What is the best piece of advice you ever received from another author?
The one that jumps to mind is “Submit your novel already!” because it broke me out of the endless stalling revision I was using as an excuse to not take the next step and put my novel out there. Revision’s important, but so is learning to recognize that tiny sentence tweaks can continue to the end of time, so you need to cut yourself off and send it out.
Can you tell us when you started Silver, how that came about?
I had some turmoil in my life at that time, and I realized that it might help to have a project to pour my energy into and distract me from everything else. I had a short story with the characters from Silver that I’d written but never submitted anywhere. It was more an exercise in seeing if they were characters I enjoyed writing on a small scale, before I put the effort into developing them for something novel-length. I did enjoy them quite a lot, and so when I decided I wanted to write a novel, they were there waiting for me. The plot took some false starts and wandering through the weeds to hone in on, but the characters carried me through. By the time, three or four months later, I finished my first draft, I’d grown so used to incorporating novel writing time into my daily routine, I immediately started right back at the beginning on a revision based on critiques from my writers group. Except for when I pause and write a short story, I haven’t stopped that routine since!
What was one of the most surprising things you learned in creating Andrew?
Silver came to me first, Andrew second. It was much easier for me to get into Silver’s head immediately, because her situation made her perspective so usual and easy to write. Andrew was much harder. I didn’t want him to be Everyday Joe Werewolf punching the clock at his job as enforcer until Silver showed up. He needed to have goals and a direction of his own to be an interesting, well-rounded character. I really found his character when I gave him the late wife and past he was trying to atone for. The surprising part was probably how, once I created that aspect of him, it snapped everything else about him and his relationships with other characters into place.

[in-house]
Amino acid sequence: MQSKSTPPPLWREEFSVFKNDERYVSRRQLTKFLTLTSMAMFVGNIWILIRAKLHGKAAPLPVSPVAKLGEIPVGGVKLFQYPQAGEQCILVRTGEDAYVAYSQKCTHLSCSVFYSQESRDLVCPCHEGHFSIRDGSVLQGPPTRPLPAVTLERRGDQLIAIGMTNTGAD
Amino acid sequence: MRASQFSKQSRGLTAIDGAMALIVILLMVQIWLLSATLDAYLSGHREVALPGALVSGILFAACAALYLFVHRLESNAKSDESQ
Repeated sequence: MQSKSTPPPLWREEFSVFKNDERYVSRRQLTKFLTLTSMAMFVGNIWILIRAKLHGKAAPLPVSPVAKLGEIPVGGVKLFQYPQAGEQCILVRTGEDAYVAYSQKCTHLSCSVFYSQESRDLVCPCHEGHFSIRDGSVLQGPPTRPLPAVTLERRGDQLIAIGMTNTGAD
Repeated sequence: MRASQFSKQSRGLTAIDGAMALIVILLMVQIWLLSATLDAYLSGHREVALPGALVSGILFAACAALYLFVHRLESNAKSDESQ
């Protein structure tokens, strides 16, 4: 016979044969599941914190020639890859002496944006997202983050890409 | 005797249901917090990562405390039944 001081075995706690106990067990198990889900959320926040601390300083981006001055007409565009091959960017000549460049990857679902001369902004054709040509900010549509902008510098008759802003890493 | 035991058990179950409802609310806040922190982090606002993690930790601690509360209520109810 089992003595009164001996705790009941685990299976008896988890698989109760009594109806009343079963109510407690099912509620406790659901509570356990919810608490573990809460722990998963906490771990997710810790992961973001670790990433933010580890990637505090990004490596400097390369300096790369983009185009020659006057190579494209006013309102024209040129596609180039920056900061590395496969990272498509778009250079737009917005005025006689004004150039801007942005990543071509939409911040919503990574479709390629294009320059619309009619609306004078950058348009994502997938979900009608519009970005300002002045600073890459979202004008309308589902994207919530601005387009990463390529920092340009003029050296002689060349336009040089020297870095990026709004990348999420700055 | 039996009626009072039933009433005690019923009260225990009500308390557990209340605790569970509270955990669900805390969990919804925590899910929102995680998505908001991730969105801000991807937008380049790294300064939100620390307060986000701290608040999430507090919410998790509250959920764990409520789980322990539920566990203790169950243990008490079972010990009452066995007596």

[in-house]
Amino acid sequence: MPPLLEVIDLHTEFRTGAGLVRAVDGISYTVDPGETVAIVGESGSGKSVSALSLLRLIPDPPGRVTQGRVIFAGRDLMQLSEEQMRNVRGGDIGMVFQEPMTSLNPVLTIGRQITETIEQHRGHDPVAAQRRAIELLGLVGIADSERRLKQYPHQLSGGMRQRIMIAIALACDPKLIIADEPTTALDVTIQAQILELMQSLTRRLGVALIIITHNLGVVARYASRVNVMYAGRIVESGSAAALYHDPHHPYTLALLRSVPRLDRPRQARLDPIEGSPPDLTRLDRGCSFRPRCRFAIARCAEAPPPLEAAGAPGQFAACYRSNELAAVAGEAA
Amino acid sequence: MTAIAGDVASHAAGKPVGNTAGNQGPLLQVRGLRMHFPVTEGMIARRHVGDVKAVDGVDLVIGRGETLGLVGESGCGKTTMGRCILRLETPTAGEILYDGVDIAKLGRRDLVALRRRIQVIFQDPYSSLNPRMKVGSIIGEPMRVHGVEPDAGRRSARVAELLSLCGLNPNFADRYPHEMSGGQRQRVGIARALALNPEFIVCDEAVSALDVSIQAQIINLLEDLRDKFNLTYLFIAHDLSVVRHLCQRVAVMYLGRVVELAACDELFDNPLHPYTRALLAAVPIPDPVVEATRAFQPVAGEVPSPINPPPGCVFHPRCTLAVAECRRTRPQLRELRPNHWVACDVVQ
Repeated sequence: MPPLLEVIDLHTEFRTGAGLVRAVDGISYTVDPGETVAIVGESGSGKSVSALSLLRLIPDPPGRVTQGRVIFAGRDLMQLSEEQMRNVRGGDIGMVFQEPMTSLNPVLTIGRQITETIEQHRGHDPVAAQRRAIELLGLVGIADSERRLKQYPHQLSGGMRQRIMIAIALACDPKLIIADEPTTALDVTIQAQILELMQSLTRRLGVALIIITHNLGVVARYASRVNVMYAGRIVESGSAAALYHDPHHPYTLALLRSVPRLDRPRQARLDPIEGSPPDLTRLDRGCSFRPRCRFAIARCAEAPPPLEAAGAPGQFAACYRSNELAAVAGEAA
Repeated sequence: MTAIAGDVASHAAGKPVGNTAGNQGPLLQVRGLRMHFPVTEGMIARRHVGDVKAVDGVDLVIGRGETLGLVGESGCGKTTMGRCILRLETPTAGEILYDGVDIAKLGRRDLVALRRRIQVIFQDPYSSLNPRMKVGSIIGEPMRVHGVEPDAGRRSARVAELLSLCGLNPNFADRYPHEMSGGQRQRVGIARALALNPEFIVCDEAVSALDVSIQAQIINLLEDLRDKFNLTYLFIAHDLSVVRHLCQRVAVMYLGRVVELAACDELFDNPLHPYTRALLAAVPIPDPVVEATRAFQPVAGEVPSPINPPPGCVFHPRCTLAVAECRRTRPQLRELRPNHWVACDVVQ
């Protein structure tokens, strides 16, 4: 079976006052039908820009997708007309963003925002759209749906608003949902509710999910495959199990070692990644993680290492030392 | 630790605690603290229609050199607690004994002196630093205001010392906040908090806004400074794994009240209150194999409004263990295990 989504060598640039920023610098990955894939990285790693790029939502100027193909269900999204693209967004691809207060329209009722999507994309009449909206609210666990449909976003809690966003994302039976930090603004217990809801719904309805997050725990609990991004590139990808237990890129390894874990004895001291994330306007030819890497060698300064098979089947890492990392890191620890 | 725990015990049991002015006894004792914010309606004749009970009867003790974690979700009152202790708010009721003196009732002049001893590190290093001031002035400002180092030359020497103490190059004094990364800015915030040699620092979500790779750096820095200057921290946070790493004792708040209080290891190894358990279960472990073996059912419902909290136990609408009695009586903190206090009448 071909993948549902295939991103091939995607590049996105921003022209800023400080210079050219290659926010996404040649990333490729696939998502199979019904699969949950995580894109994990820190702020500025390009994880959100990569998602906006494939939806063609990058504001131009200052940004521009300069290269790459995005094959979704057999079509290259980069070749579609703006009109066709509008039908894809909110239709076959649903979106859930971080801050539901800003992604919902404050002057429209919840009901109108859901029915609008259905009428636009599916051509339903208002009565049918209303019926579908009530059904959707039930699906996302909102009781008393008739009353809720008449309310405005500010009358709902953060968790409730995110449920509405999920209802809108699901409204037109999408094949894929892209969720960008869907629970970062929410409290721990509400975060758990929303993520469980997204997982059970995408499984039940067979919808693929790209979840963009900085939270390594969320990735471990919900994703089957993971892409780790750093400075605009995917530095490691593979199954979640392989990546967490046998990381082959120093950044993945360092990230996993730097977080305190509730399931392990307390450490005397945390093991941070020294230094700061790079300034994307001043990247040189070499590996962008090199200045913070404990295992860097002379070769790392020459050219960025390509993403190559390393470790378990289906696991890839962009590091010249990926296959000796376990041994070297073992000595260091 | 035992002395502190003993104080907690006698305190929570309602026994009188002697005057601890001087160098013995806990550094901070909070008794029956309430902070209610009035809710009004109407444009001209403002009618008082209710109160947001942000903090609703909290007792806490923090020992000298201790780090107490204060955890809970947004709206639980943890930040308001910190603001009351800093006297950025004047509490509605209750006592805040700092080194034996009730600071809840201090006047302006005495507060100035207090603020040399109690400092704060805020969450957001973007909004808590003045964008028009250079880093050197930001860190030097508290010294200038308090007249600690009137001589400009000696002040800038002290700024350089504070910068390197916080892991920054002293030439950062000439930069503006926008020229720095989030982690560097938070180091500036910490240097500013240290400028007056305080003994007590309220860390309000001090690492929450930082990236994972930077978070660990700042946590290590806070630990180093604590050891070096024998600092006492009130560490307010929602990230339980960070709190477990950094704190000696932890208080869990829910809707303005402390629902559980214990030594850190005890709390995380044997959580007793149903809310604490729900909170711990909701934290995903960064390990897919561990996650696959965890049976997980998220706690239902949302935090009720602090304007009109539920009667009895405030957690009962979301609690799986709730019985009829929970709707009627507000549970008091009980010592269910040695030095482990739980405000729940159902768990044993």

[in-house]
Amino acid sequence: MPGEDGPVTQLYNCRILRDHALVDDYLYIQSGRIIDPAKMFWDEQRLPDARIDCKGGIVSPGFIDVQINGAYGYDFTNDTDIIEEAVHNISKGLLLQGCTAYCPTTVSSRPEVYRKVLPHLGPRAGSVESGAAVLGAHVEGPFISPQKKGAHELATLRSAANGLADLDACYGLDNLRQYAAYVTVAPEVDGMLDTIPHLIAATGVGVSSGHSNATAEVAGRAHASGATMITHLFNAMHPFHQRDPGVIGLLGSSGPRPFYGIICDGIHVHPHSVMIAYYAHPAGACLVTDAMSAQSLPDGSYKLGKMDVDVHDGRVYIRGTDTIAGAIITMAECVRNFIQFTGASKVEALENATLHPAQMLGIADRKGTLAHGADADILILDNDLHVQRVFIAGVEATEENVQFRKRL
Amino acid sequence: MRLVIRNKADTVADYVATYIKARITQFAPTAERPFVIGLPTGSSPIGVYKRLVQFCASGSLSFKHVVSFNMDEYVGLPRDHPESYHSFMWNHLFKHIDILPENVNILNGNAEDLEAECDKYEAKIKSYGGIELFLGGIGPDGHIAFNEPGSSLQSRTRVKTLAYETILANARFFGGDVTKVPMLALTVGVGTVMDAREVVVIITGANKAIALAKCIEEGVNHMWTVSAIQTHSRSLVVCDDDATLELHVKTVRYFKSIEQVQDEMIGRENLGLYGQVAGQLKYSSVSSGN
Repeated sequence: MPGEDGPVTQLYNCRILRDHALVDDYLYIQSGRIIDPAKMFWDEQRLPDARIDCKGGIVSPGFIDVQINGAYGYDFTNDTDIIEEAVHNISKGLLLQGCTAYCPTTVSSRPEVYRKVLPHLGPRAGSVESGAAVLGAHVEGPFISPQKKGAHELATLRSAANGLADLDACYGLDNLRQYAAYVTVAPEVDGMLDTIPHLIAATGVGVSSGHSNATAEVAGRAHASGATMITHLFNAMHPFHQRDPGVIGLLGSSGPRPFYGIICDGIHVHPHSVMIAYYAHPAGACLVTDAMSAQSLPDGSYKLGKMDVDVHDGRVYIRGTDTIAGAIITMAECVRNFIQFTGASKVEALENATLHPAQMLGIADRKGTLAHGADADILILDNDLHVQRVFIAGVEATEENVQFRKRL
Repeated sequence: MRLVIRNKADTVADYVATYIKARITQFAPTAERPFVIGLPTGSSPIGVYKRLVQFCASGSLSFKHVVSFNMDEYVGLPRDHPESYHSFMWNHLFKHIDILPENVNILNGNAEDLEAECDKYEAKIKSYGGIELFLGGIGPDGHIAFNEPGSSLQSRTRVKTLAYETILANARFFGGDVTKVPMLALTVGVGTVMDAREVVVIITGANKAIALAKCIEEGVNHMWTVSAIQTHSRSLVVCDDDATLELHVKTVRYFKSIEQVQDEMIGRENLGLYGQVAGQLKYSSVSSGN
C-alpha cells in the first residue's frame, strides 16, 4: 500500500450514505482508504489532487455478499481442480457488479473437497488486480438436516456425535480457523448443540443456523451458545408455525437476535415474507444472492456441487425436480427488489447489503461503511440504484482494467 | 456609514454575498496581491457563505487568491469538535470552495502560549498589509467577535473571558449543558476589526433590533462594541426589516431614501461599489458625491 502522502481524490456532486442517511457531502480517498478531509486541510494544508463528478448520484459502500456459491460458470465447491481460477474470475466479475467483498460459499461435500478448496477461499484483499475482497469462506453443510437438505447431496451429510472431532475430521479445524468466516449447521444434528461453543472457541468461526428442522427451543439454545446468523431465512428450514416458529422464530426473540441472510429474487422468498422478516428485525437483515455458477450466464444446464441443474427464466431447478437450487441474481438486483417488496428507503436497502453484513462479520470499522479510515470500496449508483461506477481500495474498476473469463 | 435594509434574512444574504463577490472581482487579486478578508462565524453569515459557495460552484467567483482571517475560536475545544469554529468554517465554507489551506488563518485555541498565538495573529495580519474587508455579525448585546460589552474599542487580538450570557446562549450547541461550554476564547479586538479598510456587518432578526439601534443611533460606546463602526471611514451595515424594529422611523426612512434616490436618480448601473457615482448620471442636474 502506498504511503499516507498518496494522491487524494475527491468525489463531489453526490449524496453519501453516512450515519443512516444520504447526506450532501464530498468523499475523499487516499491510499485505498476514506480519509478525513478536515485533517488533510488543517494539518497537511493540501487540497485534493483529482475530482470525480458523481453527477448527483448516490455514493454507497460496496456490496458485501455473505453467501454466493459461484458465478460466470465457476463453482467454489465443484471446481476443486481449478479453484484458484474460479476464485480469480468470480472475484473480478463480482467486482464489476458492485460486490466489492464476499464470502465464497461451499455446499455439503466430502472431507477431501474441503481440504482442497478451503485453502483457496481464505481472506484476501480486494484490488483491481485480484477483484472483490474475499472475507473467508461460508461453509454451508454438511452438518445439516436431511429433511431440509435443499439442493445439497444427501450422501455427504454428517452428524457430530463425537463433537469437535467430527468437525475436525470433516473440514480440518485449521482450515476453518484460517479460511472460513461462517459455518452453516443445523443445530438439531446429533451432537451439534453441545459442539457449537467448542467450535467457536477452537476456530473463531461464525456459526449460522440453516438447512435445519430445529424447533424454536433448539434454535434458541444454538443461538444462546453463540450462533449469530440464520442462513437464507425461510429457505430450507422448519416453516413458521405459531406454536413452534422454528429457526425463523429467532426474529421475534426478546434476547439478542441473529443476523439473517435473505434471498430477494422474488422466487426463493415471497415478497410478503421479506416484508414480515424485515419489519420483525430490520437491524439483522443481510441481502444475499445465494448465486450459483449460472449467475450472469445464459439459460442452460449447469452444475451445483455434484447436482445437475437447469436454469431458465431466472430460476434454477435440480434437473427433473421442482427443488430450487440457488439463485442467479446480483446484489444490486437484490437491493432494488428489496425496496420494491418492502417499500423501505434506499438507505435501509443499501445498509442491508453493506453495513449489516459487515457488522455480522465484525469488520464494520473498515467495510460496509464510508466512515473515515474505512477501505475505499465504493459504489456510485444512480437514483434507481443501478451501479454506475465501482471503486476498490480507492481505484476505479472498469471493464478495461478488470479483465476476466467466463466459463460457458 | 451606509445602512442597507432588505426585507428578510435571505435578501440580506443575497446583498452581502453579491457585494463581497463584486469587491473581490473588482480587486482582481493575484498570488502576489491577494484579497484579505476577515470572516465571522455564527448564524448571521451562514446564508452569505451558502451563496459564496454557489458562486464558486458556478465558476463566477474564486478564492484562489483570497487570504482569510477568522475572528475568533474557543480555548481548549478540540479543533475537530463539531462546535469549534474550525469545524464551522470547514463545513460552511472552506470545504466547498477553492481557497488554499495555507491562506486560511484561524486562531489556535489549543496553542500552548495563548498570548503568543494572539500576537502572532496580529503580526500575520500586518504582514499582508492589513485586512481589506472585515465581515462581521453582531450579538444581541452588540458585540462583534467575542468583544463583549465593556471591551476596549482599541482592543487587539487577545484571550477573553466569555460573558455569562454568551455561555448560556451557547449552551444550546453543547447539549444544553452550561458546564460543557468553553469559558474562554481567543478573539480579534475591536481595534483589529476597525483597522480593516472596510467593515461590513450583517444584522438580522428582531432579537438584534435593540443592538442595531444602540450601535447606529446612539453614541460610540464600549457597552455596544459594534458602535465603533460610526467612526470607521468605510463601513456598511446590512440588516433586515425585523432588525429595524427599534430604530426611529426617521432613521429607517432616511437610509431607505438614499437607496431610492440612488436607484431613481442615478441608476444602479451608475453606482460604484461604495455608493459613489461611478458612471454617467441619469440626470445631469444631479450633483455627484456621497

If you could introduce Silver to any character from another book, who would it be and why?
I’d probably introduce her to Mercy Thompson, from Patricia Briggs’ series. I think they’d have a lot to talk about, both being women who have to use other sources of strength in the werewolf world, since Silver can’t shift, and Mercy is a much smaller coyote.
You have the chance to give one piece of advice to your teen readers. What would it be?
First, I’d be delighted that they were reading my book, even though it’s technically adult. Personally, I started prowling the adult section of the library early in my teen years, which exposed me to a lot of really great books.
As for advice, I’d probably share what I’ve learned through experience, which is that—provided you define it right—you can never, ever fail at a goal until you’re dead. I think the definition part is an important one, though. If you define your goal as “I want to win American Idol before I’m 30”, you have very limited chances, and you can “fail”. If you define your goal as “I’d like to make music, and be successful enough at it that I can share it with strangers”, then you have endless opportunities. Don’t get into music school? Teach yourself. Don’t get a gig at one bar? Try another. Don’t win one reality TV contest? Make friends with experienced musicians and see what other opportunities come up. You keep working at improving your skills, keep watching for opportunities, and then work hard at those too when you find them. You’ll reach your goal whether it’s soon, or eventually, with an interesting journey along the way.